Last, the threat of malicious cyber activity and cyber incidents undermines the potential benefits of the digital transformation and the global financial system and exposes people, firms and governments to a wide range of risks, including the extortion of money, sabotage and the disruption of industrial output, reputational damage, the theft of identity and goods as well as risks to personal safety and security. Since the early 1990s, the OECD has been working on the challenges of digital security, but faced with the growing severity of incidents international efforts need to be stepped up. The recent creation of the OECD Global Forum on Digital Security for Prosperity is a step forward which, by engaging with stakeholders, Member and Partners, will make it possible to improve the sharing of information on this subject, encourage risk mitigation, including via the design of less vulnerable products, enhance skills in this area, and, ultimately, propose mutually-agreed solutions in this regard.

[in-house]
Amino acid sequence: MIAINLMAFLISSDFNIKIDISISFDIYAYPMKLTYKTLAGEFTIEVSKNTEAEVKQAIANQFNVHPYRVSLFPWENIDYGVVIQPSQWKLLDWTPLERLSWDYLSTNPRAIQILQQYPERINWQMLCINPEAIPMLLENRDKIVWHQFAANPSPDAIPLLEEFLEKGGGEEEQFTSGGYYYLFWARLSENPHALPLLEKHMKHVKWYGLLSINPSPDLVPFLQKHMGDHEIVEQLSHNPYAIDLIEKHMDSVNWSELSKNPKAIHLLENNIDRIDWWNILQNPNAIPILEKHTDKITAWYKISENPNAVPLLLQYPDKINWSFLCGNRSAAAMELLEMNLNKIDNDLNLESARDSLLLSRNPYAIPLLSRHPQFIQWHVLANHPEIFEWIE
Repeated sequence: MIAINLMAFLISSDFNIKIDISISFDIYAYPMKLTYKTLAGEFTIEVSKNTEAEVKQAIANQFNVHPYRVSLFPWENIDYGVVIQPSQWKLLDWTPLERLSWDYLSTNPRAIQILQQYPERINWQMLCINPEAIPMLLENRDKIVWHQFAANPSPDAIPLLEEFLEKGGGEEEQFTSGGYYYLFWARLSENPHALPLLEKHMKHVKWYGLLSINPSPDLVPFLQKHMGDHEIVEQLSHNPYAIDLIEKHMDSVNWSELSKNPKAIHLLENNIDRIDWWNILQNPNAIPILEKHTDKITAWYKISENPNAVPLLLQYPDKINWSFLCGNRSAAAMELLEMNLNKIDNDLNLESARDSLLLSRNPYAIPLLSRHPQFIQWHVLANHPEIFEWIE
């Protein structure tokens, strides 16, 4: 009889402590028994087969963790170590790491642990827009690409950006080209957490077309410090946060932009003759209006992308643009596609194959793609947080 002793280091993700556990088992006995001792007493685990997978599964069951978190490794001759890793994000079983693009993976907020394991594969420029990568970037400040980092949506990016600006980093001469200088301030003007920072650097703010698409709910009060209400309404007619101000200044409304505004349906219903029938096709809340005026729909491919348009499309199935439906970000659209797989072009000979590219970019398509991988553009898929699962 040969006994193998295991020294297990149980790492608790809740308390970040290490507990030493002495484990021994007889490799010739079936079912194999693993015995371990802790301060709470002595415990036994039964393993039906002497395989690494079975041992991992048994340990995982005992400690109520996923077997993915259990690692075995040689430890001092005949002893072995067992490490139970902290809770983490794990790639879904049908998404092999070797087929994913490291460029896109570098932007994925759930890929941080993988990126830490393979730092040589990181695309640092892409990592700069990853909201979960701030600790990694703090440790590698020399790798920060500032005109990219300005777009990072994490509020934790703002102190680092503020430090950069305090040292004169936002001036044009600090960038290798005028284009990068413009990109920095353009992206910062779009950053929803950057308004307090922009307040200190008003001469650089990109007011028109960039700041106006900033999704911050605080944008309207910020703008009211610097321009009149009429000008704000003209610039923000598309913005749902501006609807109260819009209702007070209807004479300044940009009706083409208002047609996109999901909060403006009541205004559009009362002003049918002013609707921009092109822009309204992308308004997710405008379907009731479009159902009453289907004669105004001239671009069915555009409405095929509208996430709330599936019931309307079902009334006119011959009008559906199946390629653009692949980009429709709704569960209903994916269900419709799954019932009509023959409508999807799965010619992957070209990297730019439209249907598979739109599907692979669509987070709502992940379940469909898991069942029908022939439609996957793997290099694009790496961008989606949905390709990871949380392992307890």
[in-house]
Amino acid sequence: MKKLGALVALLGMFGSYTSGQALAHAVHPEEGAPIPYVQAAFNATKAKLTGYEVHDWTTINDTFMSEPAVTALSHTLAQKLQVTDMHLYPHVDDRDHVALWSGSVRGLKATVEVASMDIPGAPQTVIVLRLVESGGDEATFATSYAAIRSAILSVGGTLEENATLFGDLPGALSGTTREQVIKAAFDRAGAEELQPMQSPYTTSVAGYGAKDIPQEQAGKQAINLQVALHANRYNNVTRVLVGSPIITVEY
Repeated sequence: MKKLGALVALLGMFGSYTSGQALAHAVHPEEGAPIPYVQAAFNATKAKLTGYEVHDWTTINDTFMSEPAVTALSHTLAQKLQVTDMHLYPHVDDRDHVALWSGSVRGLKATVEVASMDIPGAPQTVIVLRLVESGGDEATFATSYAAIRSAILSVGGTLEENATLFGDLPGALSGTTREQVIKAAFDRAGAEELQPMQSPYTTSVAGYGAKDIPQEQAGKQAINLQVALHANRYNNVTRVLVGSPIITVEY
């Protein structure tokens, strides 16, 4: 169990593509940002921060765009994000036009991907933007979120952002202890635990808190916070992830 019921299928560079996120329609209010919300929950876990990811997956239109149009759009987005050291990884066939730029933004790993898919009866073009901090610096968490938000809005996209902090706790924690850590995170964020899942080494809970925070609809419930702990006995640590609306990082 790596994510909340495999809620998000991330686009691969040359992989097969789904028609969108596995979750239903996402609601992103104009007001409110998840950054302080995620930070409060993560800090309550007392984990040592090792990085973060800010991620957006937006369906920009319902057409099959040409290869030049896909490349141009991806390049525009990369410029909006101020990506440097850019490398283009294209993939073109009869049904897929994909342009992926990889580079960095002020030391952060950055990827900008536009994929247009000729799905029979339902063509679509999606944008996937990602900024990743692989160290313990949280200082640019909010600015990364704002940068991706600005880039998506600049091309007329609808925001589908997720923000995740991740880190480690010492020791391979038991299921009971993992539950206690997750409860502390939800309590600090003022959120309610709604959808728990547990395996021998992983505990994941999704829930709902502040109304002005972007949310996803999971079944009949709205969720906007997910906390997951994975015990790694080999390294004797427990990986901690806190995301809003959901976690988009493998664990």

The breakout group discussed the following:

  • How can international co-operation be moved forward to combat illicit financial flows, malicious cyber activities and illicit trade?

  • How can the international organisations increase cooperation and accelerate progress in this field?




  • Key Issues Paper
    For reference: C/MIN(2018)2

  • Going Digital in a Multilateral World - An interim report to Ministers
    For reference: C/MIN(2018)6